Open Letter to Dalhousie School of Architecture

To Dalhousie University’s School of Architecture’s Administration and Faculty,

Where is the School of Architecture? Your silence on racism is deafening.

In light of protests at the injustices of George Floyd and Breonna Taylor in the United States, and Regis Korchinski-Paquet, Chantel Moore, Rodney Levi and countless others in our own context, here, in Canada, many organizations, institutions, and employers are taking the initiative to address systemic racism and are striving towards elevating Black, Indigenous, and People of Colour (BIPOC) in working towards anti-racism.

Dalhousie University, like all settler-colonial institutions, has a history rooted in race, slavery, and anti-blackness. As such, it has an obligation to actively engage and address the systemic injustices BIPOC continue to face within the School and the profession at large. A lack of action in regards to this illustrates complicity and unethical practice. The administration must engage with the pressing matters being ignored and concealed, and begin the necessary conversations about how to disassemble the links that connect institutional power and racism within the school.

The culmination of student movements, petitions and open letters to various Canadian and American architectural institutions on racism in recent weeks highlights a stark contrast between broader conversations within our field, and Dalhousie University’s School of Architecture’s lack of initiative in acknowledging racism within the study and practice of architecture. Dalhousie University and the City of Halifax has a historic and ongoing entanglement with race, slavery, and anti-blackness. There have been no efforts by the School of Architecture’s Administration and Faculty in addressing the systemic injustices Black, Indigenous, and People of Colour (BIPOC) constantly face in the School and in the field.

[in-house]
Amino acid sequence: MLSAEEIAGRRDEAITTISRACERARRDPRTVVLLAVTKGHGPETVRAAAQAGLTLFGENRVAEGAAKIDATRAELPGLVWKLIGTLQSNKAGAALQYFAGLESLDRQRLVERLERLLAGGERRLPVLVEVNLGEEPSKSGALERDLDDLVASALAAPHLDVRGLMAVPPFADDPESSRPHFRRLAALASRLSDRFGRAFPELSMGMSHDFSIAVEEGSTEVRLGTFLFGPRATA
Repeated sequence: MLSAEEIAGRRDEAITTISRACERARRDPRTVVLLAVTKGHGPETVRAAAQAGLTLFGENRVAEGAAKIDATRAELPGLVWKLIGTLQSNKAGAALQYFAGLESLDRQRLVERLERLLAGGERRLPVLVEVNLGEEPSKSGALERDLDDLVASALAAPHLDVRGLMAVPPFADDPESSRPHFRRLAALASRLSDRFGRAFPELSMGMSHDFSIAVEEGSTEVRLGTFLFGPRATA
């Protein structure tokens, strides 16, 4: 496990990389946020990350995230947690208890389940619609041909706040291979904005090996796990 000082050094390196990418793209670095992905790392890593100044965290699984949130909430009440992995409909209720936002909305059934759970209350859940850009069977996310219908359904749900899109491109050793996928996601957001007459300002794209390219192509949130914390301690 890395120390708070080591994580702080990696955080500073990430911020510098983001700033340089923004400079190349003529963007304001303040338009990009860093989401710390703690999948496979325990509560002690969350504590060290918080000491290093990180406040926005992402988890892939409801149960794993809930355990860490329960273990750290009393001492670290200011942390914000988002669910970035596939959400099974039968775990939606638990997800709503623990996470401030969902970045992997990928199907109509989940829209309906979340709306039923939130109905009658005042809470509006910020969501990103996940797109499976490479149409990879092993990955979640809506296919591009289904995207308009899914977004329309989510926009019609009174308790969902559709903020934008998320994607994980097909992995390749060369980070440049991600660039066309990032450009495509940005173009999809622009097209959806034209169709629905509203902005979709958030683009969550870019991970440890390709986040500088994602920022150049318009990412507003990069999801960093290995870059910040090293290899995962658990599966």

To begin this communal process of deconstructing the institution as we know it the administration must engage with pressing matters which have been ignored and concealed. We demand that the issue of hate speech that was brought forward to the administration in June 2019 be handled transparently and immediately, before we can have open discussions on the Calls to Action listed below. We feel there has been no effort in engaging and responding to the overt act of racism that occurred with an Associate Professor and his studio and then ignored by the Faculty of Architecture for 13 months, and the Human Rights and Equity Services- Equity and Inclusion Department for 5 months. This incident is written in a separate letter located here

As institutions, brands, and political movements have acknowledged their complicit participation in structures that uphold inequity and pledged to take actionable steps, the School of Architecture has remained silent. To begin this process within our own educational space, we demand to know where the School stands. This stance is more than a vacant letter of solidarity; it is a commitment to actions which have been tangible barriers to students’ safety and wellbeing. As a University priding itself on diversity, inclusion, leadership and innovation it is with great frustration that we have compiled the following call to action, in the midst of a global call to action on racism. This open letter is a call to the School of Architecture to support and stand in solidarity with the Black, Indigenous, and People of Colour (BIPOC) community. We, an allied group of Alumni and Students of the School of Architecture, demand that actionable strategies and policy changes be generated and established within larger systemic institutions, and call on the administration to acknowledge this silence and to engage with this Call to Action. The Call to Action is a framework that is meant to evolve based on conversations we hope to have collectively in the future.


The Administration must make a public statement about the incident and apologize for the year long lack of action placing students in precarious positions in proximity to and with the perpetrator. This apology must include a transparent process involving disciplinary action. To read about the incident click [here].


The work the School commits to doing, or is currently undertaking, is not enough to erase the scars of the past. Acknowledging the grievances of current and former members of our community is a crucial step to reconciling our past and our future.